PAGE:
Fathom Five National Marine Park

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Fathom Five marine park
IUCN category VI (protected area with sustainable use of natural resources)
Flowerpot Island Big Flowerpot.JPG
Flowerpot Island
Map showing the location of Fathom Five marine park
Map showing the location of Fathom Five marine park
Location of Fathom Five National Marine Park in Canada
LocationOntario, Canada
Nearest cityTobermory, Ontario
Coordinates45°19′17″N 81°37′34″W / 45.32139°N 81.62611°W / 45.32139; -81.62611Coordinates: 45°19′17″N 81°37′34″W / 45.32139°N 81.62611°W / 45.32139; -81.62611
Area112 km2 (43 sq mi)
Established1987
Governing bodyParks Canada

Fathom Five National Marine Park is a National Marine Conservation Area in the Georgian Bay part of Lake Huron, Ontario, Canada, that seeks to protect and display shipwrecks and lighthouses, and conserve freshwater ecosystems. The many shipwrecks make the park a popular scuba diving destination, and glass bottom boat tours leave Tobermory regularly, allowing tourists to see the shipwrecks without having to get wet.[1]

Many visitors camp at nearby Bruce Peninsula National Park and use the park as a base to explore Fathom Five and the surrounding area during the day.

Fathom Five also contains numerous islands, notably Flowerpot Island, which has rough camping facilities, marked trails, and its namesake flowerpots, outlying stacks of escarpment cliff that stand a short distance from the island, most with vegetation (including trees) still growing on them.

Established in 1987, the park represented a pioneering departure for the national park system, which had centred on land-based conservation until then. Its designation as a National Marine Park foresaw the creation of others, though nomenclature for such units would morph into National Marine Conservation Areas, leaving Fathom Five as the only National Marine Park. Despite its unique name, it is categorized as an NMCA and is deemed the first one in the country.

Visitors' centre[edit]

In 2006, a new visitors' centre opened to serve Fathom Five National Marine Park and the Bruce Peninsula National Park. Designed by Andrew Frontini of Shore Tilbe Irwin + Partners, the CAD $7.82 million centre, approached by a boardwalk, features an information centre, reception area, exhibit hall and theatre. A 20-metre viewing tower was also constructed to provide visitors with aerial views of the surrounding park and Georgian Bay. The centre was designed with environmental sustainability in mind, receiving $224,000 from the Federal House in Order initiative for implementation of innovative greenhouse gas reduction technology.[2]

Shipwrecks[edit]

The park is home to several shipwrecks, many of which are used for scuba diving and some shallower ones are used for snorkelling.

The park also has three non-shipwreck dive sites, these are Dunks Point, Big Tub Lighthouse Point and The Anchor. [3][4]

Ship Date of sinking Type of ship Ship Length Notes
Arabia October 1884 Three-masted barque 40.1 metres (132 ft) Foundered off of Echo Island.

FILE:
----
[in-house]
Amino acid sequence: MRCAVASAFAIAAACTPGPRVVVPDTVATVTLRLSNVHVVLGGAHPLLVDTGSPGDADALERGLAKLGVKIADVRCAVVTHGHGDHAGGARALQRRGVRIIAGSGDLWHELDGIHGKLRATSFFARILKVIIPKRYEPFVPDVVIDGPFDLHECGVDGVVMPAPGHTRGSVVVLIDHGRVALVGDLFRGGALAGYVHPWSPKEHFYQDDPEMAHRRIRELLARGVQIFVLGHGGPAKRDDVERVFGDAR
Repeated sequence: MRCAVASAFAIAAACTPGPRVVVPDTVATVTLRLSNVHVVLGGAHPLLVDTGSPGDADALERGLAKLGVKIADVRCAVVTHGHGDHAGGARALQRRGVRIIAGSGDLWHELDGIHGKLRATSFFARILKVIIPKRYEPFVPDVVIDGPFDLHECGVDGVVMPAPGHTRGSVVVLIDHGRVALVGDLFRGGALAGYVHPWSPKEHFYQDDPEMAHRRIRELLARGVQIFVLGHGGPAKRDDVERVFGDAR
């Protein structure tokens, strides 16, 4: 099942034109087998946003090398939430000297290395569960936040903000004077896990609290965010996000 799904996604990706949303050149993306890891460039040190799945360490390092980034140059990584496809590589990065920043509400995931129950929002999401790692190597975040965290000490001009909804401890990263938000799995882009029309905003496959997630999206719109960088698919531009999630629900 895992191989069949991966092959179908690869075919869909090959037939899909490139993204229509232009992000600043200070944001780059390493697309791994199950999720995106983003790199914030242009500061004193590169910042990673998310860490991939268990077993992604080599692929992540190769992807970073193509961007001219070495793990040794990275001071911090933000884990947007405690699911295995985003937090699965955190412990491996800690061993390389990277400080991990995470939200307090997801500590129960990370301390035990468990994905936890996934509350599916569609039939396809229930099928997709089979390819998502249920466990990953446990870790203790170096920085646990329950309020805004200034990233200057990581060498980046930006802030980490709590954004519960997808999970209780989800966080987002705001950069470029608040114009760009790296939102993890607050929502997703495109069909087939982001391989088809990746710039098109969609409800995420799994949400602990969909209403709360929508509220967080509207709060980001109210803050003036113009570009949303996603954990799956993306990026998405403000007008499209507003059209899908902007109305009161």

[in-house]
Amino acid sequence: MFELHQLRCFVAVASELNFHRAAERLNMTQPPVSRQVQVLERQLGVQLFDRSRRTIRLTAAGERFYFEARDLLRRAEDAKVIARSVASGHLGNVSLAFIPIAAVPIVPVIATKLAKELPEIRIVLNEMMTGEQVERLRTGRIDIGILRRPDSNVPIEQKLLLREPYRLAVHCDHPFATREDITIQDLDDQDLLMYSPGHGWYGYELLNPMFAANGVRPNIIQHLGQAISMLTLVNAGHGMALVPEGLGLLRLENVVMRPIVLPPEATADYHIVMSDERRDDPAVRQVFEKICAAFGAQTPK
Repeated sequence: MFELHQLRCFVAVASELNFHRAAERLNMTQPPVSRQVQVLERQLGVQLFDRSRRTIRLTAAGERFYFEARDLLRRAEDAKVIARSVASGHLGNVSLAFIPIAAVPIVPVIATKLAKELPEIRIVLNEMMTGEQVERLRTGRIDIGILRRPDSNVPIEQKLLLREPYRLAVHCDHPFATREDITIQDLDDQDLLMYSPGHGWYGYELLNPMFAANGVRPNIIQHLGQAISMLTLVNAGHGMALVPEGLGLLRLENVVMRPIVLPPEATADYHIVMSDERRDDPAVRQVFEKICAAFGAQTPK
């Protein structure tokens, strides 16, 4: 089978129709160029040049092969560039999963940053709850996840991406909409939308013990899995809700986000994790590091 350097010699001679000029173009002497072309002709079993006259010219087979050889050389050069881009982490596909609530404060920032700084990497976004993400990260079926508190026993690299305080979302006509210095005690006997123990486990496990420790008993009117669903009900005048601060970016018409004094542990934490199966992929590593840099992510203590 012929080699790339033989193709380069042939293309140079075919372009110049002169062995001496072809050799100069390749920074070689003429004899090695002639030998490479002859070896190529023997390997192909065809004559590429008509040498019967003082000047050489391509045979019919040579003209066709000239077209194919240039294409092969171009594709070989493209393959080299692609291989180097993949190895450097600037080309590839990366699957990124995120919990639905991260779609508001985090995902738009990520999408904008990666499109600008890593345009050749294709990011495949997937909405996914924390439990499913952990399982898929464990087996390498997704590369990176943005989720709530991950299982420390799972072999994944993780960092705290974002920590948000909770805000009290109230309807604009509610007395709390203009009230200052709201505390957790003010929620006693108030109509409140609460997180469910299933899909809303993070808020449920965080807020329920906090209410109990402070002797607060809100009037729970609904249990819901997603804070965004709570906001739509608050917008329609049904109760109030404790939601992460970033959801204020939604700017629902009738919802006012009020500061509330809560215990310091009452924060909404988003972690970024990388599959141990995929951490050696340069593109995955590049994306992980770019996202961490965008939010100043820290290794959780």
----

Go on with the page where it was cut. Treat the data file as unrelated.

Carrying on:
Avalon Voyager II October 1980 Motor ship 41.2 metres (135 ft) Served in the Newfoundland fish trade for 30 years, then it was used a floating restaurant in Kincardine. Stranded and burned by vandals when being relocated to Owen Sound.
Caroline Rose 1990s Schooner 39.6 metres (130 ft) Towed to Driftwood Cove by the Tobermory Marine Association to be used as a dive site.
Cascaden October 1871 Steamer Boken up over a large area.
Charles P. Minch October 1892 Three-masted schooner 47.2 metres (155 ft) Driven onto the rocks near Tecumseh Cove, Cove Island.
China November 1883 Two-masted schooner Wrecked on China Reef; parts of the ship are broken up.
City of Grand Rapids October 1907 Passenger steamer Burned and sunk.
Forest City June 1904 Steamer 66 metres (217 ft) Formerly a barge; sunk in June 1904, after hitting the es side of Bears Rump Island.
James C. King November 1901 53.4 metres (175 ft) Wrecked while towing the W.L. Wetmore.
John Walters November 1883 Two-masted schooner 32.9 metres (108 ft)
Newaygo November 1903 Steam barge 59.7 metres (196 ft)
Niagara II May 1999 Sandsucker 55.5 metres (182 ft) Sunk by the Tobermory Maritime Association in May 1999 to be used as a dive site.
Philo Scoville October 1889 Three-masted schooner 42.5 metres (139 ft) Wrecked during a storm.
Points West Wooden guide 9.7 metres (32 ft) Intentionally sunk.
The Tugs Steam tugs Wreckage of four small steam tugs, Alice G, Robert K, John & Alex and one unidentified tug
Truellen 1972 Yacht 12 metres (39 ft) Wrecked on the Greenfield Shoal. It was salvaged, but it was found be too badly damaged, so it was towed to the channel Cove and North Otter Islands to be used as a dive site.
Sweepstakes September 1885 Two-masted schooner 36.3 metres (119 ft) Damaged off Cove Island then towed to Big Tub Harbour, where it sunk.
W.L. Wetmore November 1901 Steamer 65.1 metres (214 ft) Wrecked during a storm in November 1901. The site is known for the boiler, anchor, chain and rudder.

See also[edit]

References[edit]

  1. ^ "Canada 150: Five national parks to visit with the free discovery pass". CTV News. 24 May 2017. Retrieved 31 May 2018.
  2. ^ "Parks Canada Hosts Opening Ceremony for a New Visitor Centre at Fathom Five National Marine Park of Canada and Bruce Peninsula National Park of Canada". www.canada.ca (Press release). Parks Canada. Retrieved 31 May 2018.
  3. ^ Canada, Parks Canada Agency, Government of. "Diving". www.pc.gc.ca. Retrieved 2018-11-28.
  4. ^ Canada, Parks Canada Agency, Government of. "Big Tub and Little Tub dive sites". www.pc.gc.ca. Retrieved 2018-11-28.

External links[edit]